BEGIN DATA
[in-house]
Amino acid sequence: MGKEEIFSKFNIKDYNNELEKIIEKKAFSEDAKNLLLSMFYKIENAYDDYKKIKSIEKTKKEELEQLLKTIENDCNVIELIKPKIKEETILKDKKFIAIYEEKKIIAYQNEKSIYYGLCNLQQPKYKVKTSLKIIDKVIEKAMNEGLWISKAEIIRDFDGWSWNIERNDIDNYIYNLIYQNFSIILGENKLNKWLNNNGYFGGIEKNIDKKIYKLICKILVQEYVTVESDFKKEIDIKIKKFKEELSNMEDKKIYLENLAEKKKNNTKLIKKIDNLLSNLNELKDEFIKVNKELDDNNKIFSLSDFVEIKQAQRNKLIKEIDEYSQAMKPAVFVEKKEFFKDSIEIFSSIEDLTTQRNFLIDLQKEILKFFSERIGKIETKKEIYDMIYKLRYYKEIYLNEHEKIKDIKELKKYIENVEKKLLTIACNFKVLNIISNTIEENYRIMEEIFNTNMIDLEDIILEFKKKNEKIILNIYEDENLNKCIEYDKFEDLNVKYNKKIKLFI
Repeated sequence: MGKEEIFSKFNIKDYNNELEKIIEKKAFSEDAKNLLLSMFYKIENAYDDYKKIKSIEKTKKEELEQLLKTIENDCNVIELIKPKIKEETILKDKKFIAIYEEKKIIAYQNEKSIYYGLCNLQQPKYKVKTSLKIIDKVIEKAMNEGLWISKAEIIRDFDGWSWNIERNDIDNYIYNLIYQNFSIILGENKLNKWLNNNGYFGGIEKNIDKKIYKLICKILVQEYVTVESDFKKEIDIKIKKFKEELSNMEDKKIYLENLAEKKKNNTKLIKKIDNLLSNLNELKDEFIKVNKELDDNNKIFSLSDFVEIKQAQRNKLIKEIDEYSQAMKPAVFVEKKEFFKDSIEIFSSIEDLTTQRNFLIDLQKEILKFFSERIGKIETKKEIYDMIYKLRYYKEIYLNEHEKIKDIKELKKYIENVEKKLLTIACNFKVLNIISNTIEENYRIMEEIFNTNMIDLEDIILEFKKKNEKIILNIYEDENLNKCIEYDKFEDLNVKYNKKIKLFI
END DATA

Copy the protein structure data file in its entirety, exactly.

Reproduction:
[in-house]
Amino acid sequence: MGKEEIFSKFNIKDYNNELEKIIEKKAFSEDAKNLLLSMFYKIENAYDDYKKIKSIEKTKKEELEQLLKTIENDCNVIELIKPKIKEETILKDKKFIAIYEEKKIIAYQNEKSIYYGLCNLQQPKYKVKTSLKIIDKVIEKAMNEGLWISKAEIIRDFDGWSWNIERNDIDNYIYNLIYQNFSIILGENKLNKWLNNNGYFGGIEKNIDKKIYKLICKILVQEYVTVESDFKKEIDIKIKKFKEELSNMEDKKIYLENLAEKKKNNTKLIKKIDNLLSNLNELKDEFIKVNKELDDNNKIFSLSDFVEIKQAQRNKLIKEIDEYSQAMKPAVFVEKKEFFKDSIEIFSSIEDLTTQRNFLIDLQKEILKFFSERIGKIETKKEIYDMIYKLRYYKEIYLNEHEKIKDIKELKKYIENVEKKLLTIACNFKVLNIISNTIEENYRIMEEIFNTNMIDLEDIILEFKKKNEKIILNIYEDENLNKCIEYDKFEDLNVKYNKKIKLFI
Repeated sequence: MGKEEIFSKFNIKDYNNELEKIIEKKAFSEDAKNLLLSMFYKIENAYDDYKKIKSIEKTKKEELEQLLKTIENDCNVIELIKPKIKEETILKDKKFIAIYEEKKIIAYQNEKSIYYGLCNLQQPKYKVKTSLKIIDKVIEKAMNEGLWISKAEIIRDFDGWSWNIERNDIDNYIYNLIYQNFSIILGENKLNKWLNNNGYFGGIEKNIDKKIYKLICKILVQEYVTVESDFKKEIDIKIKKFKEELSNMEDKKIYLENLAEKKKNNTKLIKKIDNLLSNLNELKDEFIKVNKELDDNNKIFSLSDFVEIKQAQRNKLIKEIDEYSQAMKPAVFVEKKEFFKDSIEIFSSIEDLTTQRNFLIDLQKEILKFFSERIGKIETKKEIYDMIYKLRYYKEIYLNEHEKIKDIKELKKYIENVEKKLLTIACNFKVLNIISNTIEENYRIMEEIFNTNMIDLEDIILEFKKKNEKIILNIYEDENLNKCIEYDKFEDLNVKYNKKIKLFI